Israeli Government to Fall? Netanyahu's Defense Minister Resigns over Gaza Cease-Fire

Israel's Defense Minister Avigdor Lieberman has resigned in protest over the government's refusal to launch a large-scale military operation into the Gaza Strip, imperiling Prime Minister Benjamin Netahyahu's ruling coalition and raising the possibility of a general election one year earlier than planned.

Lieberman, who is the leader of the right-wing nationalist Yisrael Beiteinu party, made the announcement at a surprise press conference in Jerusalem Wednesday and called for fresh elections, the Israel Television News Company reported. He slammed the cease-fire with Hamas as "capitulation to terrorism" and called for a new general election as soon as possible.

"We are buying short-term calm for long-term harm to security," Lieberman argued, adding that Israel's response to Hamas artillery barrages on Monday and Tuesday "was weak and lacking, to say the least."

Netanyahu had refused to accept Lieberman's proposal for a large-scale offensive into the Gaza Strip, a Palestinian coastal enclave controlled by the Islamist militant group Hamas.

Hamas said Lieberman's resignation was sign of Israel's "recognition of its defeat at the hands of the Palestinian resistance," The Times of Israel reported. Spokesman Sami Abu Zuhri said the development was a "victory for Gaza" after it was able to "stand up to the occupation."

Lieberman's departure will deprive Netanyahu of the support of Yisrael Beiteinu's five Knesset members, leaving his coalition with a razor-thin, one-seat majority. The next general elections were scheduled for November 2019, but Netanyahu may be forced to call Israelis to the polls early if his weakened position leaves him unable to govern.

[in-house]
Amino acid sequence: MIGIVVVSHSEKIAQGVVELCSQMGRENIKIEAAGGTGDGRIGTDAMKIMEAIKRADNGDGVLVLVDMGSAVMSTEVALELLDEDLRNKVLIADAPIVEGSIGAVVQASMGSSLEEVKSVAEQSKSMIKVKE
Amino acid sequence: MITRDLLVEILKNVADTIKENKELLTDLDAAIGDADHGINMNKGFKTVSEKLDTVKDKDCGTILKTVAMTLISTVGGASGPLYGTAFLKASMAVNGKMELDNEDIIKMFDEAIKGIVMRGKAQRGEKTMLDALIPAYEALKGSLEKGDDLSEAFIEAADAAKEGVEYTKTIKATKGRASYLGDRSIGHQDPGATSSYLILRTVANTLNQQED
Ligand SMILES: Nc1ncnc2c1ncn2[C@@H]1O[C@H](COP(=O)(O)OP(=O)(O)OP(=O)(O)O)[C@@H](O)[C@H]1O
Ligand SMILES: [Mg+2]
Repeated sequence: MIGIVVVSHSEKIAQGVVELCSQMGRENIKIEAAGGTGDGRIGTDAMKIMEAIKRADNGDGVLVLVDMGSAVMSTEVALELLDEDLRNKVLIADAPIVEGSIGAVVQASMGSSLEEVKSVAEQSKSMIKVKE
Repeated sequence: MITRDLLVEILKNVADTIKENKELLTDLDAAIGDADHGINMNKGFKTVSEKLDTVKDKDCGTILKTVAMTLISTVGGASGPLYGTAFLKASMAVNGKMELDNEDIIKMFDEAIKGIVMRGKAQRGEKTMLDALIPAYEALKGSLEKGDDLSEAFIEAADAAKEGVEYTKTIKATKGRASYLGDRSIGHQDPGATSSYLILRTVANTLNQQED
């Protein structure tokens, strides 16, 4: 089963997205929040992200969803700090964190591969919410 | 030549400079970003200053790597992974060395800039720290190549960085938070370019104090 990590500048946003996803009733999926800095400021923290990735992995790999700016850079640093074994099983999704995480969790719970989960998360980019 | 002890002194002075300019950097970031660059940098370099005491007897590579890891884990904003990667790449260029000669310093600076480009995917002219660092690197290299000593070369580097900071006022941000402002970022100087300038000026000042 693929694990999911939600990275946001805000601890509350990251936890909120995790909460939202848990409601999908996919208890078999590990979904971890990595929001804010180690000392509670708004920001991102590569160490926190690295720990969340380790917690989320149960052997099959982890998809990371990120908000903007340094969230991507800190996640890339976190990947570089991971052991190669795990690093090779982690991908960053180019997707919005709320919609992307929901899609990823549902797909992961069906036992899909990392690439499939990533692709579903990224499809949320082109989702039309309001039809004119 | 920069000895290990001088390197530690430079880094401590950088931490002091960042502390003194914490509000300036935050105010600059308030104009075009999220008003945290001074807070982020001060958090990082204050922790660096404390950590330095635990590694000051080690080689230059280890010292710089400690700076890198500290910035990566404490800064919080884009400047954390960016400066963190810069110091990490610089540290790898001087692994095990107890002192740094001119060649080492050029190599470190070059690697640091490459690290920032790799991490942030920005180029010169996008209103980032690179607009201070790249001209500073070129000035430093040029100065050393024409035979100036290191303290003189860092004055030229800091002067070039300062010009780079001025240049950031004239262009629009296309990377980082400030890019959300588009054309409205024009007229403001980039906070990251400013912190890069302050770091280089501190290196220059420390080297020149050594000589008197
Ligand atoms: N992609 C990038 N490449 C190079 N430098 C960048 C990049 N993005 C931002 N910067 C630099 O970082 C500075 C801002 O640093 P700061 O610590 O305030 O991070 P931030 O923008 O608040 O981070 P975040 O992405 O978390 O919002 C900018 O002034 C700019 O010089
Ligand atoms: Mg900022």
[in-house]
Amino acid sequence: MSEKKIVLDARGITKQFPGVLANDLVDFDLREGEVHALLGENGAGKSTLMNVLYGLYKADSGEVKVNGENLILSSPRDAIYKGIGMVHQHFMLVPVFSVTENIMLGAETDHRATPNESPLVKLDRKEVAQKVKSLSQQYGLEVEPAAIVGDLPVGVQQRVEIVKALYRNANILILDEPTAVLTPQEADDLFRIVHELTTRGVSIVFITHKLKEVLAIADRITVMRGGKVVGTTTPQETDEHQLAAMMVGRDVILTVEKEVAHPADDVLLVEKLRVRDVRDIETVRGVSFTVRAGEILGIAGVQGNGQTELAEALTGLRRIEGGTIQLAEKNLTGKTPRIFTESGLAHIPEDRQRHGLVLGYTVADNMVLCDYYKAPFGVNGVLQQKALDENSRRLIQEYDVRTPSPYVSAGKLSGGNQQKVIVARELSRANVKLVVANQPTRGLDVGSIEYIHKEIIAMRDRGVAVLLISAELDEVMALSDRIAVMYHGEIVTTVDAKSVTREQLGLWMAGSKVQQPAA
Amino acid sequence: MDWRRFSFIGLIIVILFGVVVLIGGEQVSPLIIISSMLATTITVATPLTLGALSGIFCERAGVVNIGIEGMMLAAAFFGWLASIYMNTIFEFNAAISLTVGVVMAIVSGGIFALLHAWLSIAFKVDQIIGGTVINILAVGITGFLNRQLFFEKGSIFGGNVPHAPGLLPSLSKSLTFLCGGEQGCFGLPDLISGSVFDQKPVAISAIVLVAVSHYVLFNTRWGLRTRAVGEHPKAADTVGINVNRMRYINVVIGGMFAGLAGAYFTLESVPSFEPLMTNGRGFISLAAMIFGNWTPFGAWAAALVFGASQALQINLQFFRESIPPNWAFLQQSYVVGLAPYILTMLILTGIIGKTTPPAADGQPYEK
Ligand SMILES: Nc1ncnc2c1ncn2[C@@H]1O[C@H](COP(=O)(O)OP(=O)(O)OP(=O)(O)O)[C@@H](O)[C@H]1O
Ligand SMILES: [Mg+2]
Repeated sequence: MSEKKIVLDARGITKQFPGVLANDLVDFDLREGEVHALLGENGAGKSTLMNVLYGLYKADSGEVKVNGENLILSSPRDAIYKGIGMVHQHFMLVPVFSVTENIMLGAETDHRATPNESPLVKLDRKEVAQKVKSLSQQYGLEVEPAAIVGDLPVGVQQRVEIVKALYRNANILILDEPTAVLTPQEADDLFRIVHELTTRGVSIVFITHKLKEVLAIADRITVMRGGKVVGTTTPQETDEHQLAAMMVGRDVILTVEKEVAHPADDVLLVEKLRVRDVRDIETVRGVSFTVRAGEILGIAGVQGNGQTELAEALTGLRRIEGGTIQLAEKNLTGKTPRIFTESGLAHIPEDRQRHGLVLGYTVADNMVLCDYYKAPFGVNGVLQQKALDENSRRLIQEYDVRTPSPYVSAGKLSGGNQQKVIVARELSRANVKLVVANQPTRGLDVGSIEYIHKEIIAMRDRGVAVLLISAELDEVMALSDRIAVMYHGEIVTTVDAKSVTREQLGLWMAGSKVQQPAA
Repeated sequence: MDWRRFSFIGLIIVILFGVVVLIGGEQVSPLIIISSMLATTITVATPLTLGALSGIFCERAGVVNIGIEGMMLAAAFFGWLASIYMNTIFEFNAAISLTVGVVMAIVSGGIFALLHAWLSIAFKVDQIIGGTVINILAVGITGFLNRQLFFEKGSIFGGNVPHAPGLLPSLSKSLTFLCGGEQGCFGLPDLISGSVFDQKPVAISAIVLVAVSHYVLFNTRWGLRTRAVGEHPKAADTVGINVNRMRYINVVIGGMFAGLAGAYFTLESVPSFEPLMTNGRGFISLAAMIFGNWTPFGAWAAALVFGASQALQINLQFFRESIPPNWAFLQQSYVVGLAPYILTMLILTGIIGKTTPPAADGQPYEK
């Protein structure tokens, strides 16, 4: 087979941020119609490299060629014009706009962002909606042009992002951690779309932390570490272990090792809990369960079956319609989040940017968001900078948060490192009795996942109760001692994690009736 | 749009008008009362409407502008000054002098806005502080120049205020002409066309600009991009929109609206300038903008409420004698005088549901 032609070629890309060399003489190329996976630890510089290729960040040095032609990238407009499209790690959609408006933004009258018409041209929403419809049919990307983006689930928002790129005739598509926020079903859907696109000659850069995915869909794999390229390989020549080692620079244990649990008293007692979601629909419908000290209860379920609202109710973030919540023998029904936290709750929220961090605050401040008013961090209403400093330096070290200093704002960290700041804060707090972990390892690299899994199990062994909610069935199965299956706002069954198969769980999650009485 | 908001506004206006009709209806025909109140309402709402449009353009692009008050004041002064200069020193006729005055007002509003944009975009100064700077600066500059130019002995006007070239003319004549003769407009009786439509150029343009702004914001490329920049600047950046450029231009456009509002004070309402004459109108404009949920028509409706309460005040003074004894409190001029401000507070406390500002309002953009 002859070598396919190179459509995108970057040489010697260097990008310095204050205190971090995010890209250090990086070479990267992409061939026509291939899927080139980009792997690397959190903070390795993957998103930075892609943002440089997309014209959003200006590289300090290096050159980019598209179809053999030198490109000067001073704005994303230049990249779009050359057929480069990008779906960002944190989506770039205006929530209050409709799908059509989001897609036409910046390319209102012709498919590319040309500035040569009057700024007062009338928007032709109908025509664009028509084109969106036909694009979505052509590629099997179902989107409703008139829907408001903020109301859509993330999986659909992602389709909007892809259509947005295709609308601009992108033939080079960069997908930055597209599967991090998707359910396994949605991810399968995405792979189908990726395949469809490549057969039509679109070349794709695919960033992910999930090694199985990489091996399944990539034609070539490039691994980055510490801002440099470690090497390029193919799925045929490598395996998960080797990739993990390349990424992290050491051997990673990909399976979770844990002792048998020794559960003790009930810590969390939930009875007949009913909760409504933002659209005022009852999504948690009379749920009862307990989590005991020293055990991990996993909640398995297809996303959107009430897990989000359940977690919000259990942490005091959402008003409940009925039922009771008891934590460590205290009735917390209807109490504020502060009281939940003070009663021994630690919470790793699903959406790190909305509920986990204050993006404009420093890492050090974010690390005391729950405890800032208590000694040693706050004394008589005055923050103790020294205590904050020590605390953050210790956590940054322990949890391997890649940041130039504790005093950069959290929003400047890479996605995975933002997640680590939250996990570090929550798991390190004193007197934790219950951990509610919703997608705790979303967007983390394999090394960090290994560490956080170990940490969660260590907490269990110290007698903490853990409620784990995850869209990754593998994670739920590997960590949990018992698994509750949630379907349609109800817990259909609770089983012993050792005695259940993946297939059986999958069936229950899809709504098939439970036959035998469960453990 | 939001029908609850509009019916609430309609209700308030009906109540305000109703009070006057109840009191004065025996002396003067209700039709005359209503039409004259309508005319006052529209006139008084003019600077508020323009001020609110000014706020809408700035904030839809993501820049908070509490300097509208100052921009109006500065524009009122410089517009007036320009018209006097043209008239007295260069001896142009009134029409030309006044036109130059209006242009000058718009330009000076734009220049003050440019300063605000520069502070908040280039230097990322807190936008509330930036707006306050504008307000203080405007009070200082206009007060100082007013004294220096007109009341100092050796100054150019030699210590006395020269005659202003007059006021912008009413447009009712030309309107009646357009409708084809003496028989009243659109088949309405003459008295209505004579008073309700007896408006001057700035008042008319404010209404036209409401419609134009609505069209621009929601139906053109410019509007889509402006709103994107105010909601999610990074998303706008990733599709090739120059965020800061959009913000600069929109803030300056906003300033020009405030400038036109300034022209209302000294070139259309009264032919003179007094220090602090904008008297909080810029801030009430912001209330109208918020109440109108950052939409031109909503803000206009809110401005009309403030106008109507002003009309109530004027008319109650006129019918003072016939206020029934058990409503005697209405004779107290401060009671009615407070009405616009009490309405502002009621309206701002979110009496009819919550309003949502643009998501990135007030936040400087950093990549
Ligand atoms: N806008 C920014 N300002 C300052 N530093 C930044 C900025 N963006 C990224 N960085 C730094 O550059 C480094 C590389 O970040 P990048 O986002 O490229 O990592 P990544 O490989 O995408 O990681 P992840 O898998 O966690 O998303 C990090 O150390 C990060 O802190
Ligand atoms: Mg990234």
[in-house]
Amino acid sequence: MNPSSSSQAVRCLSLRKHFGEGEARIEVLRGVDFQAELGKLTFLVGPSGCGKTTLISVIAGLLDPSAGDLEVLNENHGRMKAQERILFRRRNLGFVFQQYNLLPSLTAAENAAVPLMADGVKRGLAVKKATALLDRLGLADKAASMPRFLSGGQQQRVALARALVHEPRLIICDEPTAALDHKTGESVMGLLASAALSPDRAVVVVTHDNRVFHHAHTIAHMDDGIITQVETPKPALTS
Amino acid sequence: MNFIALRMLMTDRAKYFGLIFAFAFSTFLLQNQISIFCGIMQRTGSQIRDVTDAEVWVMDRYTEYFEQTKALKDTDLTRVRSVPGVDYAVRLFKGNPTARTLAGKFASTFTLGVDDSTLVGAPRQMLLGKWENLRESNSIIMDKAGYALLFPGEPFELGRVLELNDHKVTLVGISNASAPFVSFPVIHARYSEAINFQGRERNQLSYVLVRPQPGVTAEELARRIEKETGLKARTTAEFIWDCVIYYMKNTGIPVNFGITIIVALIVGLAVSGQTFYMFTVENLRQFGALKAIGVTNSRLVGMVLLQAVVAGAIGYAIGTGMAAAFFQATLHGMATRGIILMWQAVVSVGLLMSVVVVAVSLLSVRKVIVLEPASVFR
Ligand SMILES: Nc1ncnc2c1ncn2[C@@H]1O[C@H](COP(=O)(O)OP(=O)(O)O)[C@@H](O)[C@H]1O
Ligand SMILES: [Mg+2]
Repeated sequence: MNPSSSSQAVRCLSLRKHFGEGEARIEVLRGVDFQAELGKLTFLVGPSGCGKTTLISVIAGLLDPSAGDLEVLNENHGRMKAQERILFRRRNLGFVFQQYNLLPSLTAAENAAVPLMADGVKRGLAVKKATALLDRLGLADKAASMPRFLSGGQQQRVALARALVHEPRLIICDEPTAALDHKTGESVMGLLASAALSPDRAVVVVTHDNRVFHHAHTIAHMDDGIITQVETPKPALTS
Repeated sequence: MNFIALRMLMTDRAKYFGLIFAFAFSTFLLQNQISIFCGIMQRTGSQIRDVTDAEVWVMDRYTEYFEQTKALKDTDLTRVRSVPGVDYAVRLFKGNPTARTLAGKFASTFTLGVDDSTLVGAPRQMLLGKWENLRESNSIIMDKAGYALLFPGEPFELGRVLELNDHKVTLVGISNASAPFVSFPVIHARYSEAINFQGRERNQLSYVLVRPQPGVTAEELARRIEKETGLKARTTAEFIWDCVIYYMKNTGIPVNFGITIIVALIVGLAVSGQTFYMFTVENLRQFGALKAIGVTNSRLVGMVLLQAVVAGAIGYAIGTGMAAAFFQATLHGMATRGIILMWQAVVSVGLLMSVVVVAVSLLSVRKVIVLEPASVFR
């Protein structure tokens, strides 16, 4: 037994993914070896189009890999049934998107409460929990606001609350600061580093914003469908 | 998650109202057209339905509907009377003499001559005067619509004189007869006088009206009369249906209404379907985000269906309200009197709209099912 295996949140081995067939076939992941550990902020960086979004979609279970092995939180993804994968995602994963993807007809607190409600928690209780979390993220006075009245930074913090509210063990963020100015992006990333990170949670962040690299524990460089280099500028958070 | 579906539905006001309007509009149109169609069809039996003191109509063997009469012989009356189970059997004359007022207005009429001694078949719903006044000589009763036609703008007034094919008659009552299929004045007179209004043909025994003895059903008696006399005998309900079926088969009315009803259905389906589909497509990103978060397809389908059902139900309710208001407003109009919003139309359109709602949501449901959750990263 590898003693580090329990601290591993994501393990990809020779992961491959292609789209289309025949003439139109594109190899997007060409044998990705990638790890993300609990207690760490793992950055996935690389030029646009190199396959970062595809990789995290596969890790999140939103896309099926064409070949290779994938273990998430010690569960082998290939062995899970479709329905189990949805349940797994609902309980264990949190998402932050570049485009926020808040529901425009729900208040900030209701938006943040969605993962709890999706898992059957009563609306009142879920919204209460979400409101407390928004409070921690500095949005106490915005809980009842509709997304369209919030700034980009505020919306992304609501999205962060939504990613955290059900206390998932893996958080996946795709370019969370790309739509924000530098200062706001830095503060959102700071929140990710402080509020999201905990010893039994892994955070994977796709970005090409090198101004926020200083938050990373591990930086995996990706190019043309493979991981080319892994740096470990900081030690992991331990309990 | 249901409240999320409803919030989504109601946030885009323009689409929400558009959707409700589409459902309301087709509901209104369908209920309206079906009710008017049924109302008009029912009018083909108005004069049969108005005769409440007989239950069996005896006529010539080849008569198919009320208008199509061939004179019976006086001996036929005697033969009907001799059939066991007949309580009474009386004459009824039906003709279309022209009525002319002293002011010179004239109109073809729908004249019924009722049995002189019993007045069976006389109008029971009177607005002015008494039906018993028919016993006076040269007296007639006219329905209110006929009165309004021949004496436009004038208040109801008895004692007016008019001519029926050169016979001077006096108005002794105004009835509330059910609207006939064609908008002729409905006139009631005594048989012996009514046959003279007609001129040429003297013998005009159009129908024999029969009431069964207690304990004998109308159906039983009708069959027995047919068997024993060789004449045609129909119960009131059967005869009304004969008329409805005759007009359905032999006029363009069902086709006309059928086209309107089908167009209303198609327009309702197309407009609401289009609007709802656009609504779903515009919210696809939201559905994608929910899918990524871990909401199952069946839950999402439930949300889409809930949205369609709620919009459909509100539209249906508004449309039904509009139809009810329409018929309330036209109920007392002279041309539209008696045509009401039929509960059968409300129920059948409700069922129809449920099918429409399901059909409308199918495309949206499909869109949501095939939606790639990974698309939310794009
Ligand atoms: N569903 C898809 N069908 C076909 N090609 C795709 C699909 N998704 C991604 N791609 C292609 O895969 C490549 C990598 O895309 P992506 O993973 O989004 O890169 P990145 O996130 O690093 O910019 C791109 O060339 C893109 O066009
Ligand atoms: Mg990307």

The defense portfolio is seen as the most prestigious and powerful post in the Cabinet after that of the prime minister, and fierce competition is expected for Lieberman's succession. Hardline national-religious Habayit Hayehudi party has alreday threatened to withdraw his 13 members of the Knesset from the coaltion if its leader, Education Minister Naftali Bennett, doesn't take over Lieberman's seat, YNET reported. Such a move would collapse Netanyahu's government and require a general election. Likud officials, however, told the Israeli Television News Company that Netanyahu might take up the defense portfolio himself for a caretaker period, postponing the showdown with Bennett to a later date.

Losing the support of the Knesset's Yisrael Beiteinu members will also leave the posts of foreign minister, health minister and immigration absorption minister all unfilled in Netanyahu's government.

Tensions between Israel and Hamas have been high in recent months. In March, Gazans began a protracted series of protests along the border fence, which were met with gunfire by Israeli soldiers leaving at least 168 dead and more than 18,000 injured, according to the Gaza Ministry of Health.

The protest movement—calling for Palestinian refugees to be given the right to return to the lands their ancestors left or were forced from in what is now Israel when the country was founded in 1948—coincided with the opening of the U.S. Embassy in Jerusalem, a contentious initiative that drew criticism from across the Muslim world.

Tit-for-tat rocket barrages and airstrikes occurred alongside the protests, while some Gazans began launching incendiary balloons against Israeli agricultural communities on the other side of the border fence.

In this file photo, Israeli Prime Minister Benjamin Netanyahu (R) and former Defense Minister Avigdor Liberman speak to the press in Tel Aviv, Israel, on June 8, 2016. Lior Mizrahi/Getty Images

Despite recent cease-fire negotiations, violence flared once more earlier this week. A botched undercover Israeli intelligence mission in Gaza resulted in a firefight and a series of airstrikes, leaving one senior Hamas commander, six other Palestinians and one Israeli officer dead.

Lieberman was one of the more hawkish voices in Netanyahu's Cabinet, but the prime minister chose a path of de-escalation to avoid another bloody war in Gaza.

Haaretz cited sources close to Lieberman who said he decided to resign after Netanyahu's office told the media the defense minister supported the cease-fire with Hamas, despite his own protestations. Bennett was another Cabinet minister who published statements against the truce with Hamas.